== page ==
Muslims worldwide are celebrating the Eid-el-Fitr today, marking the end of a month-long fasting during the Islamic lunar month of Ramadan. The Sultan of Sokoto and President-General of the Nigerian Supreme Council for Islamic Affairs (NSCIA), Alhaji Sa’ad Abubakar III, on Saturday urged the Muslim Ummah to look out for the new moon of Shawwal yesterday.
The federal government had today and tomorrow as public holidays to celebrate the occasion.
In his message, President Muhammadu Buhari, congratulated Muslims in Nigeria and around the world on the successful completion of the month-long spiritual journey of fasting, prayer and almsgiving in obedience to Allah’s command.
He said: “On this happy occasion, it is my strong belief that all true followers of Islam have been rejuvenated on the true meaning and essence of life and through the teachings of Prophet Muhammad (SAW), we have learnt to imbibe the virtues of piety, sacrifice, love, self-denial and good conduct in our daily relationship with one another.”
Buhari admonished all patriotic Nigerians to uphold these lessons and also appreciate the numerous material and human blessings God has endowed us with.
Earlier on Thursday, the Minister of Interior, Rauf Aregbesola, had announced the public holidays in a statement released by the ministry’s Permanent Secretary, Shuaib Belgore.
He enjoined workers to imbibe the culture of productivity and urged them to raise the bar of their trade in line with the President, Muhammadu Buhari-led administration’s drive to rev up the vehicle of governance and make all the people of Nigeria derive maximum benefit from the nation.
He said: “The end of work is productivity. It is productivity that leads to the satisfactory provision of goods and services and wealth creation. It is therefore the path to national and individual prosperity”
The Sultan in his message urged the Muslim Ummah to continue to pray for peace, progress and development of the country while wishing all Nigerians happy Eid-el-Fitr.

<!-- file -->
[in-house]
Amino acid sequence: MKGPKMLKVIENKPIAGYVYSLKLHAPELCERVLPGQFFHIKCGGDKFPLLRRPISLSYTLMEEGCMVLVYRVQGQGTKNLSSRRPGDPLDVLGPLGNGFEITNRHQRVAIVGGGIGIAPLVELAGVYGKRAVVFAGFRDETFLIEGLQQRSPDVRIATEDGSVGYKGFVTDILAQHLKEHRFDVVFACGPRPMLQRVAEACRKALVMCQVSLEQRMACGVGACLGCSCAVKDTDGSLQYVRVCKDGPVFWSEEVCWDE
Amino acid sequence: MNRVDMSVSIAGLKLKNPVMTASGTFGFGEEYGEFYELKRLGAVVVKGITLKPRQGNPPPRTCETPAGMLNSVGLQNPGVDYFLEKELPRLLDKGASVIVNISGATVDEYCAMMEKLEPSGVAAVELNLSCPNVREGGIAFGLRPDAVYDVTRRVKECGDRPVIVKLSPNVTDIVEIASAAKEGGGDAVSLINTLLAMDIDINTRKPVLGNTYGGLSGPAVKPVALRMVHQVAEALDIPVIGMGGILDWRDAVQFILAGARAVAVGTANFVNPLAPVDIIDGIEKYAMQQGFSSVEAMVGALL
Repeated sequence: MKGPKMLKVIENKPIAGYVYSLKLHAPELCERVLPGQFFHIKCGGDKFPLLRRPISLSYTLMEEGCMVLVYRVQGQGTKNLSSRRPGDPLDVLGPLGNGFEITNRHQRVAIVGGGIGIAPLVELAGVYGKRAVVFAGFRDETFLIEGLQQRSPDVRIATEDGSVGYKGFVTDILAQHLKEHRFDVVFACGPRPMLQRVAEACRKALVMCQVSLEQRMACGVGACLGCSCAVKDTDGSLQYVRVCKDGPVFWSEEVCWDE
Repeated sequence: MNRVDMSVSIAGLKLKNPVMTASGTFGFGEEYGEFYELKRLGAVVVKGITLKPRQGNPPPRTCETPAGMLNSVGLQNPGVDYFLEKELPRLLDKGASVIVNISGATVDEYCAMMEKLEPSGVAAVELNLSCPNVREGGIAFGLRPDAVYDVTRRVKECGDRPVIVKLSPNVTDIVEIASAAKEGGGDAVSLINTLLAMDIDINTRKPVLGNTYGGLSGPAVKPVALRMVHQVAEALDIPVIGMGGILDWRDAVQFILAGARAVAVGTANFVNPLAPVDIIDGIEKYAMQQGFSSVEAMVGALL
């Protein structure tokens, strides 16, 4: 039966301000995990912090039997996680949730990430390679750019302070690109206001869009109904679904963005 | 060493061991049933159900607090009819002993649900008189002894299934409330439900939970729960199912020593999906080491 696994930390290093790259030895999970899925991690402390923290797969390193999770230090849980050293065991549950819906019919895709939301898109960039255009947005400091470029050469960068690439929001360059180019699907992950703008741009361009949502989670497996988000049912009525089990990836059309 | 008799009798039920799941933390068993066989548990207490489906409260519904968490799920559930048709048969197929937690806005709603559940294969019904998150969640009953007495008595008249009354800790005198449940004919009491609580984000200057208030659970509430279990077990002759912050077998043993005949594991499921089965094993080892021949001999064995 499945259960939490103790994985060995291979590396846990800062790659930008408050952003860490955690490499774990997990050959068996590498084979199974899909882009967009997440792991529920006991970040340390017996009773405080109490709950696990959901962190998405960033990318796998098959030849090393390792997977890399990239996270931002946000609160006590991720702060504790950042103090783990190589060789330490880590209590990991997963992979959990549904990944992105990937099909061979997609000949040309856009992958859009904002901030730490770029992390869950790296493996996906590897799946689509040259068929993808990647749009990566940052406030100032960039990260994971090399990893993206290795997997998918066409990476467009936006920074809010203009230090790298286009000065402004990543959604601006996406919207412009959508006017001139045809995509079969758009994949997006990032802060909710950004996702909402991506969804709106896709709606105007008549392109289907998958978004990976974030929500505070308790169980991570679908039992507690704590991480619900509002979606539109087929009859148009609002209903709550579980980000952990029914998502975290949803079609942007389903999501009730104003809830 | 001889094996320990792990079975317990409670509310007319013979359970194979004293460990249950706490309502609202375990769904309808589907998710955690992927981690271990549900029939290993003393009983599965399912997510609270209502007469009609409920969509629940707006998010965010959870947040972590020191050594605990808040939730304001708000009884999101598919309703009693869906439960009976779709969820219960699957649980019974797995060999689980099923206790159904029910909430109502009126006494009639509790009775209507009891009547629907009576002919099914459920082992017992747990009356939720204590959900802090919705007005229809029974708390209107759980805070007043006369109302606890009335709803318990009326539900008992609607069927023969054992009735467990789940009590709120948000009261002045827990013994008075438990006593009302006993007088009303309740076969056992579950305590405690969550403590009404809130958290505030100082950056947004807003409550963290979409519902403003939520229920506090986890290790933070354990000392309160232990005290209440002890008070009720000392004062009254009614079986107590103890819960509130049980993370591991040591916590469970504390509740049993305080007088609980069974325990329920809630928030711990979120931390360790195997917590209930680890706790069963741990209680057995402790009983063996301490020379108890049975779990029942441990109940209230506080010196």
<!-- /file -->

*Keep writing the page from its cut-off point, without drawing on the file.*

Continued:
Ramadan is one of the five pillars of Islam compulsory for all Muslims of fasting age and it is ingrained in the Holy Quran. In obedience to the command of Allah, Muslims all over the world began a spiritual journey in denial of the comfort of life a month ago. During the period, there was empathy for the poor, display of shared humanity through the pangs of hunger, which do not discriminate between the rich and poor… a lesson in the fact that we are all human and equal before God. It was also a period of sharing, avoidance of negative attitudes such as backbiting, smoking, indulgence in the flesh, etc. Above all, it was a time for prayer for the salvation of the soul.
One of the requirements of this season is the injunction to exchange visits and gifts with friends, relations and family members. This is even more apt at a moment like this when the spirit of camaraderie and good neighbourliness is vanishing and peaceful co-existence among us is threatened. Eid Mubarak, therefore, provides us the opportunity to have a positive rethink, heal all wounds, rekindle and foster the bond of friendship among Muslims and between them and their Christian compatriots.
Ramadan reengineers and strengthens all true Muslims in faith and in good deeds. It is equally important to retain all these good deeds beyond the Ramadan. Thus, how well we have imbibed the lessons during the Ramadan is simply to continue those positive deeds. Our favourable disposition should not vanish with the end of Ramadan. It should form our way of life, else the exercise remains a mere annual ritual. We must be steadfast in prayers for our country and the world at large especially in the face of global challenges like terrorism, hunger, depravations and the current Covid-19 pandemic.
Muslims must continuously be in a state of obedience to Allah’s commands, steadfast upon His will so that they will not be among those who worship Allah during the Ramadan alone. Believers ought to know that the Lord of Ramadan is also the Lord of other months, Lord of all times and places. Also, they should understand that righteous actions are for all times and all places.
There is the need to also remind the Muslim faithful that if Ramadan has ended, there is still voluntary fasting such as fasting six days in the month of Shawwal, fasting Mondays and Thursdays, three days in the middle of the month, the days of Aashoora and Arafat and others. If the charities, kindness, almsgiving in Ramadan and Zakat ul-fitr have ended, there is still the obligatory Zakat and Sadaqah as there are many other open doors for charity and voluntary actions.
We wish all our readers happy Eid Mubarak.